Brazil is in a political crisis and calls to impeach the country’s president, Dilma Rousseff, are only getting louder.
But at least one ally is sticking by her side. For now.
“I think that President Dilma, she’s a great president, she’s a good friend,” Chile’s President Michelle Bachelet told CNN’s Samuel Burke in a wide-ranging interview.
Bachelet’s comment is one of the boldest signs of support Rousseff has received from outside her country. Rousseff’s approval rating is a mere 10%, according to Brazilian polling agency Datafolha.
Two weeks ago, reporters asked President Obama to comment on Brazil’s ongoing political chaos. He called Brazil a “friend” but didn’t extend that sentiment to Rousseff.
“We hope Brazil resolves its current political crisis in an effective way,” Obama told the press while visiting Argentina.
Argentina’s new president, Mauricio Macri, didn’t name Rousseff either when he responded to the same question, saying he’s convinced Brazil will come out of “this process and crisis strengthened.”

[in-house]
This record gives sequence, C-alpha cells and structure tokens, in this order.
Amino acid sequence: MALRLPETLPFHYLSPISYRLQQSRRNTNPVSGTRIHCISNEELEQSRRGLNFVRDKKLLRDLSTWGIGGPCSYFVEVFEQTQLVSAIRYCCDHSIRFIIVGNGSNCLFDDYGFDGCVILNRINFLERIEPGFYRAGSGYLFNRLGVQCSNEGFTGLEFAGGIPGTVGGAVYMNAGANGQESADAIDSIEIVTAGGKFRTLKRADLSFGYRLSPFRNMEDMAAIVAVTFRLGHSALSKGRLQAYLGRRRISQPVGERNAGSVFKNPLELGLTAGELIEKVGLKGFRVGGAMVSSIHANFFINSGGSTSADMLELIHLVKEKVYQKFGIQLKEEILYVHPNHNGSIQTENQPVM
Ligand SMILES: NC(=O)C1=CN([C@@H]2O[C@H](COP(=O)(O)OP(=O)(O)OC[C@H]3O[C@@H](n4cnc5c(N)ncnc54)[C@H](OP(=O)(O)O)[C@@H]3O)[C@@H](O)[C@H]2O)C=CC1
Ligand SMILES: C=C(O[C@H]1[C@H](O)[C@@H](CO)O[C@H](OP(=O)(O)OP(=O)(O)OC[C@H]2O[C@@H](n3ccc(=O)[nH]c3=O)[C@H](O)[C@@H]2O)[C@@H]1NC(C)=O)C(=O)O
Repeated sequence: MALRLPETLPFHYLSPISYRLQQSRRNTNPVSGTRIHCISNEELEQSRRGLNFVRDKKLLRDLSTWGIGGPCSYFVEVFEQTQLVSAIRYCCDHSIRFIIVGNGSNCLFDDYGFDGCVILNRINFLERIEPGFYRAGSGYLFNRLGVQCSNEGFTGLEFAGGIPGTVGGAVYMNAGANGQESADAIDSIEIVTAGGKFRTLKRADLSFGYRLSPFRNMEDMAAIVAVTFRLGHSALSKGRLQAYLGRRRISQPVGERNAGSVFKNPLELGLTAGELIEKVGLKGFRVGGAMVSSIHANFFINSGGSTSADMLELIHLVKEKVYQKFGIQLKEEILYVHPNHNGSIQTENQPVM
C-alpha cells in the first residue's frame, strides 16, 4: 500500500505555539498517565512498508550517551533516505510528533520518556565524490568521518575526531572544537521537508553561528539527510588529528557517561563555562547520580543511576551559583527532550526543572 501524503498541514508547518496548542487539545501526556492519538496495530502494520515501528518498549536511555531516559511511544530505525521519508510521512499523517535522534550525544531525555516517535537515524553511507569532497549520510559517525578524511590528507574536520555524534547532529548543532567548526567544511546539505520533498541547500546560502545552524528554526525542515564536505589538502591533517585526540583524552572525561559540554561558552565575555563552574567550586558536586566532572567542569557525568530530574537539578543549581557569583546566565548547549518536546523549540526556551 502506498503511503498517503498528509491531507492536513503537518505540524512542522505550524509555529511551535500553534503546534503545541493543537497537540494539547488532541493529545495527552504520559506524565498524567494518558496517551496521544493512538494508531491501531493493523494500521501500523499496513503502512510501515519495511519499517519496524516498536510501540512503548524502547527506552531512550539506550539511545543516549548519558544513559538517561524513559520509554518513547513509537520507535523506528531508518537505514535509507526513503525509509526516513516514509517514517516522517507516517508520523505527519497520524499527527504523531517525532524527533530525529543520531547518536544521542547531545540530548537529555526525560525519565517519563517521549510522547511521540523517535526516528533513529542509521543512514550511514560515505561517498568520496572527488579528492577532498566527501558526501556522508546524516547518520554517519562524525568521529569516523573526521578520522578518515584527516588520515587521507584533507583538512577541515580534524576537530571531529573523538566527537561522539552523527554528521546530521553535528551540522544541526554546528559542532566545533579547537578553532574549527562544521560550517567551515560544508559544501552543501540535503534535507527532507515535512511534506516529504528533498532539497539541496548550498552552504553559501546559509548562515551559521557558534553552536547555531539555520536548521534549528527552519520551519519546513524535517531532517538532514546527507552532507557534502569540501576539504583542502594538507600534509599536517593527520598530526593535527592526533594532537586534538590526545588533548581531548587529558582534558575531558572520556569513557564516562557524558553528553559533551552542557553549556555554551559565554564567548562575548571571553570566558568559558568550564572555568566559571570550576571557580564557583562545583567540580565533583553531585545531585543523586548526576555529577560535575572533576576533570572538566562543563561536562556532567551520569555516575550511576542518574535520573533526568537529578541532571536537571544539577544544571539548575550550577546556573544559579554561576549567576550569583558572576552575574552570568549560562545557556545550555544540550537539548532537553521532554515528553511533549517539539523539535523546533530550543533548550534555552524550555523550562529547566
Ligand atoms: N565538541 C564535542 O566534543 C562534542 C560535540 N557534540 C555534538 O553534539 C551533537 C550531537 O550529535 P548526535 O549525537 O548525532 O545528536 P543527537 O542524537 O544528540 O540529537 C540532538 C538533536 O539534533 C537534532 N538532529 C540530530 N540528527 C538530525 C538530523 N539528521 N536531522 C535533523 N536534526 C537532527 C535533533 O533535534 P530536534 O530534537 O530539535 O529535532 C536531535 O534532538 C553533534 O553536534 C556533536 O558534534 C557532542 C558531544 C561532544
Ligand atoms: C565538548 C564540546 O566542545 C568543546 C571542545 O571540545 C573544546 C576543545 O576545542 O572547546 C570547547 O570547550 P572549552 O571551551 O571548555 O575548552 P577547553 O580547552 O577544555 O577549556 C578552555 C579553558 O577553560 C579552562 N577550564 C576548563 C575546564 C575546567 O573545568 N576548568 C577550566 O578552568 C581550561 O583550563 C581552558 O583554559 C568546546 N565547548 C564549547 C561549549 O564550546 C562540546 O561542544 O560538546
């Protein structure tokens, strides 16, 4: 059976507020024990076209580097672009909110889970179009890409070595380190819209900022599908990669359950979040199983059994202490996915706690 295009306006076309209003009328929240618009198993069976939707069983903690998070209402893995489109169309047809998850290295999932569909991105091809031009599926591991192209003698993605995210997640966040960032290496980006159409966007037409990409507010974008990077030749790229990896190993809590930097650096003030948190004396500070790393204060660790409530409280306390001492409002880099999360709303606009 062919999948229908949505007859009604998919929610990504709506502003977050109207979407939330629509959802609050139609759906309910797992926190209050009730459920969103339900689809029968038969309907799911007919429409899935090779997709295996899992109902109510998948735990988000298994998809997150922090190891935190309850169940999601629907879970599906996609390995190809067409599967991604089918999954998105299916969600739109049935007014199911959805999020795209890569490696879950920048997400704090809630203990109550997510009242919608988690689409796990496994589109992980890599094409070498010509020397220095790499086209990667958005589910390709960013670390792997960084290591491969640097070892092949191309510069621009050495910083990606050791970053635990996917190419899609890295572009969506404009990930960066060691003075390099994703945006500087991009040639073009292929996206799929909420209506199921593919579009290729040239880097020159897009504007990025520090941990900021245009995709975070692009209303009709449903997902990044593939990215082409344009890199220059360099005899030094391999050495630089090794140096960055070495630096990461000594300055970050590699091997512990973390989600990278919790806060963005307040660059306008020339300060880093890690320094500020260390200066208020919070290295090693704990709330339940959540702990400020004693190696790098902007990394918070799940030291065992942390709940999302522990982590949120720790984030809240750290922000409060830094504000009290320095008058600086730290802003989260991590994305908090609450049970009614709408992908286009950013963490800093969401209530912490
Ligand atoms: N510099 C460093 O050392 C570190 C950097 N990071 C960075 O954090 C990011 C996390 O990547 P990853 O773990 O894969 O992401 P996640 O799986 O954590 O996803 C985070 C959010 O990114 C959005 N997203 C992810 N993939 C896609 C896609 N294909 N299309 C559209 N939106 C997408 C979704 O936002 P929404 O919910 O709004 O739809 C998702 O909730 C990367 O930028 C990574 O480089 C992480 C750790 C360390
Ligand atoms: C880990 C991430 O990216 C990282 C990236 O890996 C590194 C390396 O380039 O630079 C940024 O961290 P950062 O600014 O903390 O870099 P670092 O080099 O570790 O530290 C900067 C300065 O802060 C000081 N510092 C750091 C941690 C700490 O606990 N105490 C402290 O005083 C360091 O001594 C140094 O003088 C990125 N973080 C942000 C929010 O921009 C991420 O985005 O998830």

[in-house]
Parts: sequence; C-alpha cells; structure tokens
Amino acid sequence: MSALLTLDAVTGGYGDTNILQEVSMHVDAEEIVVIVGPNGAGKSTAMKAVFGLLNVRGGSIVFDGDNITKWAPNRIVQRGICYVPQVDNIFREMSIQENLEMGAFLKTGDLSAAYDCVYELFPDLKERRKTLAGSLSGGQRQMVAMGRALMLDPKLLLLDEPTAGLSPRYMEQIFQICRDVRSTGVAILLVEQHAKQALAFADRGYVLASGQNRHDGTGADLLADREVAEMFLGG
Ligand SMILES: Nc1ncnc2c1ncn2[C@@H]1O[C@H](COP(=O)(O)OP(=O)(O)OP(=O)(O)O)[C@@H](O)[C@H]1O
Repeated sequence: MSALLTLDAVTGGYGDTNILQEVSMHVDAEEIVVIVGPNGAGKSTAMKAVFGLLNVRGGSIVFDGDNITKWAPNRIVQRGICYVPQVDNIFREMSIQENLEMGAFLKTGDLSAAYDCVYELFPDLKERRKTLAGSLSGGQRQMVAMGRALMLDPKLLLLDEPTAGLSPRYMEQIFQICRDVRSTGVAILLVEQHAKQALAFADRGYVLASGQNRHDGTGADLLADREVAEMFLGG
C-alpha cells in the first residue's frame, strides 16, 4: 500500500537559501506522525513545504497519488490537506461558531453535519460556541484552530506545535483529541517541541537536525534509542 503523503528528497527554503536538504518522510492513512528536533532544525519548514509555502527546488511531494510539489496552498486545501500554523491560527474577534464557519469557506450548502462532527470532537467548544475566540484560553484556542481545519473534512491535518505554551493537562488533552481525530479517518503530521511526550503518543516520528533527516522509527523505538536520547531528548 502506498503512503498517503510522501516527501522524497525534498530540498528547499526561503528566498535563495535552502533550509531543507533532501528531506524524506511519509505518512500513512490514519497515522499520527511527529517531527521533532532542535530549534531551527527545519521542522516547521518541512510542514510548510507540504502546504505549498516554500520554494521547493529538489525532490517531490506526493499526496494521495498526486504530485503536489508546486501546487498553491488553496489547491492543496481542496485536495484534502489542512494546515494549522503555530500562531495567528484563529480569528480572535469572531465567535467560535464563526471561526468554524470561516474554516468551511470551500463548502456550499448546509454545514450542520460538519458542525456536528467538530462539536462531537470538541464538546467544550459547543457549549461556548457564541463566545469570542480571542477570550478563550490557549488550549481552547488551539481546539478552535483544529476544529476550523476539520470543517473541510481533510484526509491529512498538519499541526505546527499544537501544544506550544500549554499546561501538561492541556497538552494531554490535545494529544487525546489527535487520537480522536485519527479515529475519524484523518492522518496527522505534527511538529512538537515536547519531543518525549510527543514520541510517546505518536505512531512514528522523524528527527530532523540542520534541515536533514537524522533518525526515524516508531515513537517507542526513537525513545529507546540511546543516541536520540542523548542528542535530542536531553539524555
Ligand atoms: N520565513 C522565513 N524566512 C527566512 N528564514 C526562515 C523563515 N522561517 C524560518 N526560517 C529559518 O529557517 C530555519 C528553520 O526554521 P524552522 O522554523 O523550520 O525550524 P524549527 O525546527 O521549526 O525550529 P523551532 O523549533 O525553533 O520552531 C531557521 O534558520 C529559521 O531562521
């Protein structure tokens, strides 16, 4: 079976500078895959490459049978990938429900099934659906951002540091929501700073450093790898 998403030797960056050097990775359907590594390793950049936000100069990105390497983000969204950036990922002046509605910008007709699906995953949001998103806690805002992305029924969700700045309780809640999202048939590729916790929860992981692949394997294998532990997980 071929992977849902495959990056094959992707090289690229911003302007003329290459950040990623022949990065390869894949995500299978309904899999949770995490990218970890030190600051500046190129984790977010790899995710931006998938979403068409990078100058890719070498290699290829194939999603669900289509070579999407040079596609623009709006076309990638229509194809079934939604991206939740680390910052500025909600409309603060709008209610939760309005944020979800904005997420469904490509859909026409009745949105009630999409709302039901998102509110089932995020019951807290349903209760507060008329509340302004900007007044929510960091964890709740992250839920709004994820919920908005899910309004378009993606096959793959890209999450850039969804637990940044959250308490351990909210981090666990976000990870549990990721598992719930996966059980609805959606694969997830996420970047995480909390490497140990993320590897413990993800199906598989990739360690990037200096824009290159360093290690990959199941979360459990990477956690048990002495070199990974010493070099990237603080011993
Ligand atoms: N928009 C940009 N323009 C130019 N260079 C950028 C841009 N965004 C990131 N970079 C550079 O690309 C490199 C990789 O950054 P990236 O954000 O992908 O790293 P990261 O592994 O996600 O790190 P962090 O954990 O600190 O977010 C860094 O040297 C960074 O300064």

Rousseff is facing charges for allegedly manipulating the country’s fiscal accounts to make Brazil’s deficit appear like it wasn’t as bad as it really was — right before Brazil’s election in 2014.
However, Brazilians aren’t up in arms over any alleged fiscal account fudging. Nearly everyone connected with Rousseff has been accused of accepting bribes in the unprecedented bribery scandal at Brazil’s giant state-run oil company, Petrobras. The Petrobras scandal and Brazil’s spiraling economy have put Rousseff on the edge of impeachment.
A corruption scandal is also growing in Chile, involving one of the country’s most prominent companies, Sociedad Quimica y Minera, which produces fertilizer. Fundraisers and aides to Bachelet have been accused of accepting bribes, but Bachelet has not been accused or charged with anything.
The scandal, if proven true, would be a major black eye for Chile, which has been lauded as an example of a country that’s peacefully transitioned from a dictatorship to democracy in 1990.
Bachelet denied knowledge of any bribes in her interview with CNN and said any corruption cases would go through Chile’s judicial system.
“I don’t know if anyone close to me had accepted any bribes,” Bachelet said.
Like Rousseff, Bachelet’s approval rating has dropped as the scandal has widened over the last several months. In mid-2014, Bachelet’s approval rating was 58%. Now it’s 27%, according to La Tercera, a Chilean news outlet.